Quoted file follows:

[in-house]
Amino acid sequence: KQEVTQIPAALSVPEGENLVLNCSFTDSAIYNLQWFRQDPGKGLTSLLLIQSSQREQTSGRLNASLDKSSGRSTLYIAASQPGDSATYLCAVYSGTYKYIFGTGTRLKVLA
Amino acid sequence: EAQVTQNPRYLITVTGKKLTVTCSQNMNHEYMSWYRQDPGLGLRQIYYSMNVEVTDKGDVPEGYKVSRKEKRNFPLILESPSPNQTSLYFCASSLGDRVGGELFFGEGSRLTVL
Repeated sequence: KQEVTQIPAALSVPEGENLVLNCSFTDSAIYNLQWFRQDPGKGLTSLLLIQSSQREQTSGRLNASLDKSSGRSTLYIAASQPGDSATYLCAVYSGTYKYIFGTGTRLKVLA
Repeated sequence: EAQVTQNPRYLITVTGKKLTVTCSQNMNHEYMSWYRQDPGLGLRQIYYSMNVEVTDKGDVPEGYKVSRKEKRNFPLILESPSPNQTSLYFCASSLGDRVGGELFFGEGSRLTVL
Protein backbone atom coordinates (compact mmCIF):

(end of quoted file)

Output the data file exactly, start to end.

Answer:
[in-house]
Amino acid sequence: KQEVTQIPAALSVPEGENLVLNCSFTDSAIYNLQWFRQDPGKGLTSLLLIQSSQREQTSGRLNASLDKSSGRSTLYIAASQPGDSATYLCAVYSGTYKYIFGTGTRLKVLA
Amino acid sequence: EAQVTQNPRYLITVTGKKLTVTCSQNMNHEYMSWYRQDPGLGLRQIYYSMNVEVTDKGDVPEGYKVSRKEKRNFPLILESPSPNQTSLYFCASSLGDRVGGELFFGEGSRLTVL
Repeated sequence: KQEVTQIPAALSVPEGENLVLNCSFTDSAIYNLQWFRQDPGKGLTSLLLIQSSQREQTSGRLNASLDKSSGRSTLYIAASQPGDSATYLCAVYSGTYKYIFGTGTRLKVLA
Repeated sequence: EAQVTQNPRYLITVTGKKLTVTCSQNMNHEYMSWYRQDPGLGLRQIYYSMNVEVTDKGDVPEGYKVSRKEKRNFPLILESPSPNQTSLYFCASSLGDRVGGELFFGEGSRLTVL
Protein backbone atom coordinates (compact mmCIF):